David Keon BRAGGS a/k/a David Keen Braggs a/k/a David K. Braggs a/k/a David Braggs a/k/a David Keon Bragg a/k/a David K. Bragg, Appellant
STATE of Mississippi, Appellee.
William R. Labarre, W. Daniel Hinchcliff, George T. Holmes, Jackson, Virginia Lynn Watkins, attorneys for appellant.
Office of the Attorney General by W. Glenn Watts, attorney for appellee.
Before IRVING, P.J., CARLTON and JAMES, JJ.
¶ 1. David Keon Braggs appeals his conviction for armed robbery and sentence of twenty-five years in the custody of the Mississippi Department of Corrections (MDOC). Finding no reversible error, we affirm Braggs's conviction and sentence.
¶ 2. On November 16, 2000, four individuals robbed the Trustmark National Bank in Jackson, Mississippi. Witnesses observed the men exit the bank carrying a bag and guns, and drive off in a vehicle. After a dye pack in the money bag exploded, the men abandoned their vehicle and ran. Officers from the Jackson Police Department apprehended three of the robbers— Willie Horton, Sam John Oliver, and William Arilester Tellis— as they fled. Police officers later arrested and questioned Braggs on November 20, 2000. Braggs admitted to being with the perpetrators prior to the robbery, but he claimed he did not want to participate in the robbery and left before the three robbed the bank. A Hinds County grand jury indicted Braggs, Horton, Oliver, and Tellis for armed robbery pursuant to Mississippi Code Annotated section 97-3-79 (Rev.2006). Horton, Oliver, and Tellis all pled guilty to armed robbery.
¶ 3. On November 15-17, 2004, a jury trial was held in the Hinds County Circuit Court. During the trial, the jury heard testimony from the following witnesses: Trustmark employees Charles Taylor, Mikki Smith, Theresa Havens, and Nicole Spires Brown; Norman McCarty and Traci Maloney, who were outside of the bank during the robbery; Wayne Humphreys, the corporate security officer for Trustmark; Officer Ned Garner of the Jackson Police Department; Federal Bureau of Investigation (FBI) Agents Edward Parmelee, Norman Comeaux, Patrick Henson, and Brendan Sheehan; and Horton, Braggs's co-indictee.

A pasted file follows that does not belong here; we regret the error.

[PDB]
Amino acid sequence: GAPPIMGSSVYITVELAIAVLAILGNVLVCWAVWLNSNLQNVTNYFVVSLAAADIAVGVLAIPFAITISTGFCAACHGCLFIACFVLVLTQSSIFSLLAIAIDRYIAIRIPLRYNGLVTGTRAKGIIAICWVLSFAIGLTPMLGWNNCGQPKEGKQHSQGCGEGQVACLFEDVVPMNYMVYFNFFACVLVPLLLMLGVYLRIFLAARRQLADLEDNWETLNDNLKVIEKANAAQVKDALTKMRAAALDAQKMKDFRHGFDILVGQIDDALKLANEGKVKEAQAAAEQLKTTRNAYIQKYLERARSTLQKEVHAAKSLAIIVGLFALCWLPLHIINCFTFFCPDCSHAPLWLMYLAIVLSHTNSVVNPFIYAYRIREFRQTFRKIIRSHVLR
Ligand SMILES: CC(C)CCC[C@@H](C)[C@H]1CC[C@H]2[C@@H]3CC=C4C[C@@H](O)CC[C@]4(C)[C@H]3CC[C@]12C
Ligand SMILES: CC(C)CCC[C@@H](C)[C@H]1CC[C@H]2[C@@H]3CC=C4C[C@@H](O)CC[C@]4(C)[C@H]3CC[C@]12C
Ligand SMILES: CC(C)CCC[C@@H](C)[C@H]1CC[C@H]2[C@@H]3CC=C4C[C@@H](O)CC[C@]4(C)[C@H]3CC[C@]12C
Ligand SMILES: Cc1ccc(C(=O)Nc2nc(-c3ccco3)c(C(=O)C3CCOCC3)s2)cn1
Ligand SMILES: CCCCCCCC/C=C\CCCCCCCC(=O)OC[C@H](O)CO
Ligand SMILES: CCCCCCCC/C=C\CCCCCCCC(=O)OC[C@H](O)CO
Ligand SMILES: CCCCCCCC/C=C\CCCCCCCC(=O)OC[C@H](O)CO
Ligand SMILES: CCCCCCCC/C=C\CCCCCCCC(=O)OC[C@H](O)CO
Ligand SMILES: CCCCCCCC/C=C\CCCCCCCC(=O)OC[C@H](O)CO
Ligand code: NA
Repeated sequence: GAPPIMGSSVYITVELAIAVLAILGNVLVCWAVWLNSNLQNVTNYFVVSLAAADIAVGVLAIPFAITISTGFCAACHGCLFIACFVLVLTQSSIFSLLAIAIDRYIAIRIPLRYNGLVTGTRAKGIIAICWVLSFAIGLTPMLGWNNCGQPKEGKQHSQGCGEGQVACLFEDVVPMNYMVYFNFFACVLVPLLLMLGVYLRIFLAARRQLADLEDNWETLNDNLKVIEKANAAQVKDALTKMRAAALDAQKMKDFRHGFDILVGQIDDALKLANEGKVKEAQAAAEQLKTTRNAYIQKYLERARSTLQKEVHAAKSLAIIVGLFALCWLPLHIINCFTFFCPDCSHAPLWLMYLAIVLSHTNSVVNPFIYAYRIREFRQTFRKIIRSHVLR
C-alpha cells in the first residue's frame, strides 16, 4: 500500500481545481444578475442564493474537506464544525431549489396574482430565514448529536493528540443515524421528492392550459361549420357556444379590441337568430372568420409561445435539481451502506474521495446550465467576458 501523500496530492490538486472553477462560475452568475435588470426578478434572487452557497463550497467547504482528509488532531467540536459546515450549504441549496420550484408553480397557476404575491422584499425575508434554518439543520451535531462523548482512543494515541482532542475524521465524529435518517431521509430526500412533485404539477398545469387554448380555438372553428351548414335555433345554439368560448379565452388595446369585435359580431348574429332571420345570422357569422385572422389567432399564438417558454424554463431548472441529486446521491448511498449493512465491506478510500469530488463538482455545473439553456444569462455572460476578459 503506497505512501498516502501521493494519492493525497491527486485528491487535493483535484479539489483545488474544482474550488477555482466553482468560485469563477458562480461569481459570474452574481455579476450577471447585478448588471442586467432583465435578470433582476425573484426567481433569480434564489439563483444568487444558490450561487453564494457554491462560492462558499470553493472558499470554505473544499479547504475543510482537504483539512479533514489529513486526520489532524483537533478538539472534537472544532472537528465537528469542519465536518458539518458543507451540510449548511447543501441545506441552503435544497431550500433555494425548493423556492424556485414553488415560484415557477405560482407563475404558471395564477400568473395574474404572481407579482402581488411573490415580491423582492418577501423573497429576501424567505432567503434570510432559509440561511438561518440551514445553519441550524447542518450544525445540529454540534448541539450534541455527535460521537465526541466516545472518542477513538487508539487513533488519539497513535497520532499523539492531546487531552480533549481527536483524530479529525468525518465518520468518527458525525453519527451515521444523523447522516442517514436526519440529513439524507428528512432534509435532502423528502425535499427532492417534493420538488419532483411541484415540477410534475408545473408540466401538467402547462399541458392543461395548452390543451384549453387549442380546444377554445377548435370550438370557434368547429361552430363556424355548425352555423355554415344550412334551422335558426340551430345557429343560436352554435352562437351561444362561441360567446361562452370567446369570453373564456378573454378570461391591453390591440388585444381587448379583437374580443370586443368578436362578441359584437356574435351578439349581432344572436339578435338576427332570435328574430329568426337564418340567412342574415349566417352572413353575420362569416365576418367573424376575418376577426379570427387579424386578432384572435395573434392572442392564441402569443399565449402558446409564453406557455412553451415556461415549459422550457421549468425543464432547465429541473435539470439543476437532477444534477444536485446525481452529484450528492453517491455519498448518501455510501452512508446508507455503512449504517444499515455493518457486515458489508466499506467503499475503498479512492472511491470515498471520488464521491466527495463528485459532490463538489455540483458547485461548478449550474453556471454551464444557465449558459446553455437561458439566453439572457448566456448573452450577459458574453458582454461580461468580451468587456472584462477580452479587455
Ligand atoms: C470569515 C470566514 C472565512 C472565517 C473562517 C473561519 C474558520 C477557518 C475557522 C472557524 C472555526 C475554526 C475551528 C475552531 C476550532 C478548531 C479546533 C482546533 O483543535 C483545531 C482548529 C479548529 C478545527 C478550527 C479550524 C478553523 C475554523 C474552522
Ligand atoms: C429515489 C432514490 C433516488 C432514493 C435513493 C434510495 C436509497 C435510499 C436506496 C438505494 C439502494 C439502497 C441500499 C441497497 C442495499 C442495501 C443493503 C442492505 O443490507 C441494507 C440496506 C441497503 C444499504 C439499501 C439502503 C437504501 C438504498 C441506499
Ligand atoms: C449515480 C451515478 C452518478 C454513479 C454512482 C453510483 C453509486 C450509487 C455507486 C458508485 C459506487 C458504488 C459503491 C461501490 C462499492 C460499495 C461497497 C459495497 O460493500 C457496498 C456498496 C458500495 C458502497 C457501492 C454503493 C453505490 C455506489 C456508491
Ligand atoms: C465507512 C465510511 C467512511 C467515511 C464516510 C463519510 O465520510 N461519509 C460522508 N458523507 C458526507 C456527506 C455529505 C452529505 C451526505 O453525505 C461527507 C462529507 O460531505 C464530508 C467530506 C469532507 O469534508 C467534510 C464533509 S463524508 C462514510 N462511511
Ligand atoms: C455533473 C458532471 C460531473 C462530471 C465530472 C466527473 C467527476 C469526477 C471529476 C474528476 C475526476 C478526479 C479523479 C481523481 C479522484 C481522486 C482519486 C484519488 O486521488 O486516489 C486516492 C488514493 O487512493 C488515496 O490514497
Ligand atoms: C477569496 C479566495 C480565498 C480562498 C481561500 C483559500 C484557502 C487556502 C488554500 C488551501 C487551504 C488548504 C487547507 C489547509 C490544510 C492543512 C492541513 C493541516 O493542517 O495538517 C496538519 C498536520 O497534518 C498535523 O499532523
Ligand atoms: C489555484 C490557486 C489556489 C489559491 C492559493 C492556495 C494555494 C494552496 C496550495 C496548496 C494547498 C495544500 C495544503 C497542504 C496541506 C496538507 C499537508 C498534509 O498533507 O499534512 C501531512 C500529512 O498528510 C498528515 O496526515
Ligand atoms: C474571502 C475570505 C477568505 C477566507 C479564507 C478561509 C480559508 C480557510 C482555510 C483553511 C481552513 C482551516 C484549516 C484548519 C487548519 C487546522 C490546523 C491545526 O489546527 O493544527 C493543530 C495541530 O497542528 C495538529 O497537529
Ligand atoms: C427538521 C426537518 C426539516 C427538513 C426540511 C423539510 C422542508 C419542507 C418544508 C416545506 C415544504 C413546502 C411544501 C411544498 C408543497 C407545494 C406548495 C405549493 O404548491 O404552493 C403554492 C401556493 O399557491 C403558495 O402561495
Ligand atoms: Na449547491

¶ 4. The four Trustmark employees who were in the bank during the robbery testified for the State, giving their accounts of the robbery. None of the employees were able to identify Braggs as having been in the bank. They did, however, report seeing four robbers in the bank during the robbery. Photographs of the surveillance tape from the day of the robbery were also admitted into evidence. During Horton's testimony, he stated that he did not want to testify against Braggs, and he invoked his Fifth Amendment rights upon being questioned by the prosecutors.
¶ 5. At the close of the State's case, the defense moved for a directed verdict, which the trial court denied. The jury convicted Braggs of armed robbery, and the trial court sentenced Braggs to a term of twenty-five years in the custody of the MDOC. Braggs subsequently filed a motion for a new trial or a judgment notwithstanding the verdict (JNOV) on November 23, 2004, which the trial court denied.
Braggs now appeals. He raises one assignment of error, claiming that his defense counsel at trial was ineffective, ...